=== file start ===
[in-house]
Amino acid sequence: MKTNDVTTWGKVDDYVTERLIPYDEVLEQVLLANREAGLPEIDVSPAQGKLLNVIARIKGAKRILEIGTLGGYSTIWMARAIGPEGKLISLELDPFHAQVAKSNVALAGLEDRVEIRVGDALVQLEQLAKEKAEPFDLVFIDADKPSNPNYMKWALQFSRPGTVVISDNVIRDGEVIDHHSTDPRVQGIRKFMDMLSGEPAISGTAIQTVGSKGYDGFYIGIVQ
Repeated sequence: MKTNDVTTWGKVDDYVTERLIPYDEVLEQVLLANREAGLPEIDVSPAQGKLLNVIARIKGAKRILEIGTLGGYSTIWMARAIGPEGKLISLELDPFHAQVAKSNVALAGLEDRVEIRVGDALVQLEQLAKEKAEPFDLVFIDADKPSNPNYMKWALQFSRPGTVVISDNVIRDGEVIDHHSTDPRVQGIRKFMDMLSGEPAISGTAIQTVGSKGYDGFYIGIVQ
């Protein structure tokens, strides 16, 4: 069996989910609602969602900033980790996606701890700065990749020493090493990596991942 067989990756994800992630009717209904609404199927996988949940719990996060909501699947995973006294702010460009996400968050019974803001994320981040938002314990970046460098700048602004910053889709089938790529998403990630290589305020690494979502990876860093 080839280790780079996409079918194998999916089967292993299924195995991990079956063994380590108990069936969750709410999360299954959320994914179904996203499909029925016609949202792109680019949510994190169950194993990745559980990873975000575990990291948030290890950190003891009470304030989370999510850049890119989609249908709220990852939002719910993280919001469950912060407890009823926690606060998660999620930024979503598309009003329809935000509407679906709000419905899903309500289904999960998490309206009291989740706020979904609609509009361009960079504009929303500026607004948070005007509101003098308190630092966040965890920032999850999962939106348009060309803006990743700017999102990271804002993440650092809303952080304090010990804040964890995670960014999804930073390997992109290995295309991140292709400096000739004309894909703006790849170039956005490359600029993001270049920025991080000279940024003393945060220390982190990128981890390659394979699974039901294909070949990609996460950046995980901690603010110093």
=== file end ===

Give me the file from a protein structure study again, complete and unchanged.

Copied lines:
[in-house]
Amino acid sequence: MKTNDVTTWGKVDDYVTERLIPYDEVLEQVLLANREAGLPEIDVSPAQGKLLNVIARIKGAKRILEIGTLGGYSTIWMARAIGPEGKLISLELDPFHAQVAKSNVALAGLEDRVEIRVGDALVQLEQLAKEKAEPFDLVFIDADKPSNPNYMKWALQFSRPGTVVISDNVIRDGEVIDHHSTDPRVQGIRKFMDMLSGEPAISGTAIQTVGSKGYDGFYIGIVQ
Repeated sequence: MKTNDVTTWGKVDDYVTERLIPYDEVLEQVLLANREAGLPEIDVSPAQGKLLNVIARIKGAKRILEIGTLGGYSTIWMARAIGPEGKLISLELDPFHAQVAKSNVALAGLEDRVEIRVGDALVQLEQLAKEKAEPFDLVFIDADKPSNPNYMKWALQFSRPGTVVISDNVIRDGEVIDHHSTDPRVQGIRKFMDMLSGEPAISGTAIQTVGSKGYDGFYIGIVQ
């Protein structure tokens, strides 16, 4: 069996989910609602969602900033980790996606701890700065990749020493090493990596991942 067989990756994800992630009717209904609404199927996988949940719990996060909501699947995973006294702010460009996400968050019974803001994320981040938002314990970046460098700048602004910053889709089938790529998403990630290589305020690494979502990876860093 080839280790780079996409079918194998999916089967292993299924195995991990079956063994380590108990069936969750709410999360299954959320994914179904996203499909029925016609949202792109680019949510994190169950194993990745559980990873975000575990990291948030290890950190003891009470304030989370999510850049890119989609249908709220990852939002719910993280919001469950912060407890009823926690606060998660999620930024979503598309009003329809935000509407679906709000419905899903309500289904999960998490309206009291989740706020979904609609509009361009960079504009929303500026607004948070005007509101003098308190630092966040965890920032999850999962939106348009060309803006990743700017999102990271804002993440650092809303952080304090010990804040964890995670960014999804930073390997992109290995295309991140292709400096000739004309894909703006790849170039956005490359600029993001270049920025991080000279940024003393945060220390982190990128981890390659394979699974039901294909070949990609996460950046995980901690603010110093």